Bug. Thither let us fly."[1]

[Footnote 1: The river Bug was especially held sacred by the
Slavonians, and its waters possessed the power to destroy all kinds of
magic.]

Vladimir endeavoured to re-assure his consort. He represented to her
that the brave warriors, and the walls of the impregnable Kiev, would
afford them sufficient protection; but Milolika was not to be
comforted. "Thou knowest not, beloved husband," said she, sobbing and
crying, "how dangerous is this giant, Tugarin, to me and my family,
and how bitterly he must hate thee, since he was my betrothed, and
awaited my hand." Vladimir besought Milolika to explain to him this
enigma, and she related the following:--

"I am the daughter of the Bulgarian king, Bogoris, and of the princess
Kuridana. My birth-place is the city Shikotin, where my parents were
wont to pass the summer months. As this city lies on the banks of the
Volga, it offers great facilities for fishing, a diversion to which my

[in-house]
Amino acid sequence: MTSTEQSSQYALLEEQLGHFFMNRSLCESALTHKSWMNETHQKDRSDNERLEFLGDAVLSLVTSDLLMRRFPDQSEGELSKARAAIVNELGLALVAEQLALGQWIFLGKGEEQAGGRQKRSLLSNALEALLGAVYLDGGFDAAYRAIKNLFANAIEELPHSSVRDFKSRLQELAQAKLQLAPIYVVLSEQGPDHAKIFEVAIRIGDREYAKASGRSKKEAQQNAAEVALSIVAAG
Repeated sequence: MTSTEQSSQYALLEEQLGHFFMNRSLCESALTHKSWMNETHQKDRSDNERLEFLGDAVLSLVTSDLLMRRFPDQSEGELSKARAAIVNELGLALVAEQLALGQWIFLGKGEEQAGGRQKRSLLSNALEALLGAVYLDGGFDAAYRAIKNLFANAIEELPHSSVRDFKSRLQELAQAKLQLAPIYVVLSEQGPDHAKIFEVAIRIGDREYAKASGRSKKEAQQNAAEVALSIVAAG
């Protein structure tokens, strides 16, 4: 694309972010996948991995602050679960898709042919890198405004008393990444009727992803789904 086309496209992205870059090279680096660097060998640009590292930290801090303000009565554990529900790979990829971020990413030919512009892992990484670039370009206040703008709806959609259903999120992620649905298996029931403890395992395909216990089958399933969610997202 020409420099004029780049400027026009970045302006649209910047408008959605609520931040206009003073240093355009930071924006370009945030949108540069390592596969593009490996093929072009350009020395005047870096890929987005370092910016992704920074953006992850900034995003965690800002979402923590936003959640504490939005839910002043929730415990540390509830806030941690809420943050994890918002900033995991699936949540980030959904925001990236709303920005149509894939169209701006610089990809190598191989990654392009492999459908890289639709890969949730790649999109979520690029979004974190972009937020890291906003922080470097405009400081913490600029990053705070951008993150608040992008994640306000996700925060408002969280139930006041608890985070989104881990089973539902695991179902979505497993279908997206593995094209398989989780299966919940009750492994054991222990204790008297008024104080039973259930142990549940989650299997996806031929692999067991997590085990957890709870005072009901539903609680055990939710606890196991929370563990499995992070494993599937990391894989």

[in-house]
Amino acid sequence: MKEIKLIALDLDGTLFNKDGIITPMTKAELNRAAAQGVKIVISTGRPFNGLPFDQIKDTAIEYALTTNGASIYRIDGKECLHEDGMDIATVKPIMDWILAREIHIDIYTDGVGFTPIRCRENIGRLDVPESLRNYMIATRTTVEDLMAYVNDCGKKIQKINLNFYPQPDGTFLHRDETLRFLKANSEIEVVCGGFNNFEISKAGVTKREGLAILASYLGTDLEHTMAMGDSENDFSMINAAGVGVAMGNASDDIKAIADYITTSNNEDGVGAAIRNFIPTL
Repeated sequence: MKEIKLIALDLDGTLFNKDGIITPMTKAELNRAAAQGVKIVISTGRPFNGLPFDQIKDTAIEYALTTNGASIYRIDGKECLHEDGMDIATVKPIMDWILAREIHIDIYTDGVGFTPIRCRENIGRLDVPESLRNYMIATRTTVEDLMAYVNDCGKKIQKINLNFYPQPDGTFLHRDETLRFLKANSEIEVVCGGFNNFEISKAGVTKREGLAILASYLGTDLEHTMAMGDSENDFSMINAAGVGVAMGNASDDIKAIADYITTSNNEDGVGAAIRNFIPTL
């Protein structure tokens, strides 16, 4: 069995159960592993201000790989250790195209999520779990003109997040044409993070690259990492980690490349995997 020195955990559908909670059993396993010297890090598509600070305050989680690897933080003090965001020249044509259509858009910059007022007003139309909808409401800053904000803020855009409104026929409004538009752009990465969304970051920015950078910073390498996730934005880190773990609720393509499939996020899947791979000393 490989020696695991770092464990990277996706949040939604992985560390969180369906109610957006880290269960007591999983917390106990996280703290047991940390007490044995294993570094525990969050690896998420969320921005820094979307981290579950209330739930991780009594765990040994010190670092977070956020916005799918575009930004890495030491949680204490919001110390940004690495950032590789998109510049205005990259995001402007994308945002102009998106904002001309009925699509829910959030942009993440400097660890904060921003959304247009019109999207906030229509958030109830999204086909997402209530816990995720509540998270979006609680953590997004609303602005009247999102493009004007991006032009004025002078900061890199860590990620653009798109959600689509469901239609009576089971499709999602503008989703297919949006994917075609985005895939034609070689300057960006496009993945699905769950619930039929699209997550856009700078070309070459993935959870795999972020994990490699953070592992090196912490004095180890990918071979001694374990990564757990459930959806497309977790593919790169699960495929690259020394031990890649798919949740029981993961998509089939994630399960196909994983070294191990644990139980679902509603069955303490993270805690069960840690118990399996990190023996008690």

mother was extremely partial.

"Once, when my father was fighting against a neighbouring nation, my
mother endeavoured to while away her grief at his absence by her
accustomed diversion, and caused the nets to be spread in the Volga.
The fish were very plentiful, and a great number of barks and boats
covered the river, amongst which, the vessel in which my mother was
embarked, was distinguishable by its magnificence and elegance.
Surrounded by her ladies, and her body-guard, Kuridana stood in the
centre of the vessel, and beheld with pleasure the spectacle of the
fishery, when suddenly a mountain, that was situated on the other side
of the river, burst with a tremendous crash. Every eye was directed
to the spot, and they saw issue from the aperture, a man of rude, and
terrific aspect, seated on a car of shining steel drawn by two winged
horses. He directed his course towards the river, and when he reached
the water, the steel car rolled over the waves, as if they had been
firm land. When it was perceived that he was bending his way to my
mother's bark, heralds were dispatched in a boat, to inquire why he
presumed to approach the princess without permission. But the fierce
being, who was a powerful and malignant enchanter, did not permit the
unfortunate heralds to discharge their commission. As they began to
speak, he blew upon their boat, overset it, and all who were in it
were buried beneath the waves. At this melancholy sight, my mother's
attendants seized their bows, and discharged a shower of arrows
against the intruder; but in vain, for the arrows rebounded from him,
and fell shivered into the water.

"The greatest amazement now seized all present, for they became
petrified when the magician with a single word, bound every boat, with